Returning to Schlick’s qualitative/quantitative distinction, we can further clarify or supplement his distinction by way of this concept of “neighboring portions.” As Schliesser pointed out (in the essay linked above), a field of inquiry is “on its way to being a science” when it becomes capable of deploying quantitiative concepts as part of a “stable, theory-mediated measurement practice.” As I understand this, a qualitiative transformation occurs when one has created a “neighboring portion” that can be joined up in infinite ways – this is the qualitiative component of creation, whether what is created be concepts, functions, or sensory aggregates. Such neighboring portions, however, are inseparable from current practices, or from current concepts, functions, and sensory aggregates, which are actualized sets of normative spaces (in the Sellarsian sense of "space of reasons") which predetermine in a stable manner a set of ways in which things are to be joined up. The belly flop style of high jumping prior to Fosbury would be an example of an established normative space within which there were minor technical advances and quantitiative improvements (higher jumps).
The Fosbury revolution (as the video above correctly describes it) did not, however, simply represent a quantitative improvement upon the belly roll. It did indeed represent a quantitative, technical improvement, but more importantly we have here a qualitative transformation, a new syntax that is based on the earlier style (e.g., the run up remains much the same) but breaks with the estabished style in a fundamental way. What Fosbury did, in short, was to draw upon the "neighboring portions" of space inseparable from the belly roll style such that it became a qualitatively transformed style, a new syntax, but one that held out great promise for technological and quantitative improvement (hence the rapid, unanimous adoption of the style). The history of sports, Deleuze argues, is filled with such inventors, inventors whose inventions, alas, become the basis for technical mastery and quantitative improvement that more often than not bests the efforts of the inventors themselves. Deleuze then offers a summary of the history of sports that, I would argue, could be equally well extended to the history of philosophy, science, and art:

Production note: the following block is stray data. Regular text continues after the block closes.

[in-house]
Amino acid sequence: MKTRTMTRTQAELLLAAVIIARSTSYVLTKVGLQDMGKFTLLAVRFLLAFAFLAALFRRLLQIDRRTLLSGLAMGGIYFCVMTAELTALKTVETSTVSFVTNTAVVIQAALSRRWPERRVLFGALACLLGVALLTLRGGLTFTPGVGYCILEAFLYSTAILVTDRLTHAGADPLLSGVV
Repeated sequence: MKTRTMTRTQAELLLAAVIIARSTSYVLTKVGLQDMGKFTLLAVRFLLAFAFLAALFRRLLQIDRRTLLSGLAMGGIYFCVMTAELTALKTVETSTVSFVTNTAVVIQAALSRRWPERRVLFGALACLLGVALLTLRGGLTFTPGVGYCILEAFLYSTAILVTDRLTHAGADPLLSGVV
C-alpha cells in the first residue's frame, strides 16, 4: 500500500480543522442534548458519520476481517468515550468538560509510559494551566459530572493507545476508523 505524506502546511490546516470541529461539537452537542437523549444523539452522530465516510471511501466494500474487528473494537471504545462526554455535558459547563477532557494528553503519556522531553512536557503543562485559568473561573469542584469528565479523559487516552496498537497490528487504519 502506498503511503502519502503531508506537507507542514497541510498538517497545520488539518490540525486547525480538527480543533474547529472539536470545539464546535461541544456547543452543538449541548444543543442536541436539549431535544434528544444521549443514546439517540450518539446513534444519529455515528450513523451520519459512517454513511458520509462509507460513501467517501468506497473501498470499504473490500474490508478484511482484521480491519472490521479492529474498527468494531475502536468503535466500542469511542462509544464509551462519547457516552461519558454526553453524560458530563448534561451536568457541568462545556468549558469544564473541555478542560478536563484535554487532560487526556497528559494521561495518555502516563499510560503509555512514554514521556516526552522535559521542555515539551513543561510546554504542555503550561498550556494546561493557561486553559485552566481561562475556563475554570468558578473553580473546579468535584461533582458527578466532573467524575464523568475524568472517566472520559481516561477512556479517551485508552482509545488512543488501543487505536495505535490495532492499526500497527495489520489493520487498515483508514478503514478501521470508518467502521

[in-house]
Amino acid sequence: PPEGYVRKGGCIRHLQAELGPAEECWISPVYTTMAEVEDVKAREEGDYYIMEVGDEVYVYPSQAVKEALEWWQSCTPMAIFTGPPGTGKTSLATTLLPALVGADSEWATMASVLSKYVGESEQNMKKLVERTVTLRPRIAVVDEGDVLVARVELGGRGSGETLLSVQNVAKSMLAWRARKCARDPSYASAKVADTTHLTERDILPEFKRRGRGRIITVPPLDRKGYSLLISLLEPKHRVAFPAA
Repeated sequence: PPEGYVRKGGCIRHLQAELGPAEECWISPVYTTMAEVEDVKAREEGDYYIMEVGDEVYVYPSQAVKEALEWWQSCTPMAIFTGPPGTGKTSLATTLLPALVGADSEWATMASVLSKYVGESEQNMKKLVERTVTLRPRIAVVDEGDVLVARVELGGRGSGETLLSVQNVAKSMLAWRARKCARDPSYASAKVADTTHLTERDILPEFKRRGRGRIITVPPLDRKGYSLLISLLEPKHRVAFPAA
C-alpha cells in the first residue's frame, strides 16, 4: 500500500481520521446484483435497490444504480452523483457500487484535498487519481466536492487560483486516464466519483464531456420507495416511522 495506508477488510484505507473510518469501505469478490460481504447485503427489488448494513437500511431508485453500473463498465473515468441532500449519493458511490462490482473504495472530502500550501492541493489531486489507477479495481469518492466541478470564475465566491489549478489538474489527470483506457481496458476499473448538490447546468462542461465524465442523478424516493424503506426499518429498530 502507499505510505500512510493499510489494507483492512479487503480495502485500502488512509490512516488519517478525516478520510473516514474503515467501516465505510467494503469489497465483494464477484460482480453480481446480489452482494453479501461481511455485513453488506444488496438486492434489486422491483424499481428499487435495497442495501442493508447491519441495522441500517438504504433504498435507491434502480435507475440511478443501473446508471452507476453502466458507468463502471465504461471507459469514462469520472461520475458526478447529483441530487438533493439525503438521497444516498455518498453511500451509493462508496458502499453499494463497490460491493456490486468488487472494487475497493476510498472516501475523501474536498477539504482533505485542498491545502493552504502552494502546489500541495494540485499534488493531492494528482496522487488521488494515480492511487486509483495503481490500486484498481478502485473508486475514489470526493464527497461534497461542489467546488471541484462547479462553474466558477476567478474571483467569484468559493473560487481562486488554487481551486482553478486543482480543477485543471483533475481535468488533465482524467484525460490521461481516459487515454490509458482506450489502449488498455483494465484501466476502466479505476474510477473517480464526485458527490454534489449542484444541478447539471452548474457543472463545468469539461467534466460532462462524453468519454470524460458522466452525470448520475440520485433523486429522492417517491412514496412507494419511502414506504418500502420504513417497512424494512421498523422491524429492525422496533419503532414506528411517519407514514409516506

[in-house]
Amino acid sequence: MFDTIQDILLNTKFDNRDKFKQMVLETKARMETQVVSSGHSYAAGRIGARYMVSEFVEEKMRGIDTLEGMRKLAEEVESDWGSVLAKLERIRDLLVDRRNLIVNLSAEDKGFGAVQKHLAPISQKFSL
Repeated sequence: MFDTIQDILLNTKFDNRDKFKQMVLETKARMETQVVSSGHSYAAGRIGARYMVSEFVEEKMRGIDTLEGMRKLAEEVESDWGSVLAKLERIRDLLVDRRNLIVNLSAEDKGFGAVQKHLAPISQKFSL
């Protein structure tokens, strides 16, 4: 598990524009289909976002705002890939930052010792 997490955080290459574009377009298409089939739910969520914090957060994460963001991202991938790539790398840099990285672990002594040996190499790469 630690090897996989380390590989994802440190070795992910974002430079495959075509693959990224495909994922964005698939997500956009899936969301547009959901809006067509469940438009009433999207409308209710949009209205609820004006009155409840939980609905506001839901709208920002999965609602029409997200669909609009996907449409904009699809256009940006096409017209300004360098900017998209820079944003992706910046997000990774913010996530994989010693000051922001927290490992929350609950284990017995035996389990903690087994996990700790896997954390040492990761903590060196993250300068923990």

"it doesn’t matter: the history of sports runs through these inventors [qualitative transformations], who amount in each case to the unexpected, a new syntax, tranformations, and without whom the purely technological advances [quantitative improvements] would have remained quantitative, irrelevant and pointless.”
In the case of the history of philosophy we can take the case of Quine. Prior to Quine the logical empiricists practiced philosophy in what was then the dominant style among analytic philosophers. With his “Two Dogmas of Empiricism” essay, however, Quine brought forth a qualitative transformation of philosophic practice with his concept of synonymy. This concept presented "neighboring portions" of philosophic space that connected with the logical empiricists but qualitatively transformed it (the power of "and") and did so with much promise for technological improvement as one explores the space of possible connections opened up by Quine's concept. Much of the history of analytic philosophy in the latter half of the twentieth century can then be seen as a series of quantitative, technical improvements upon the qualitative concept Quine created.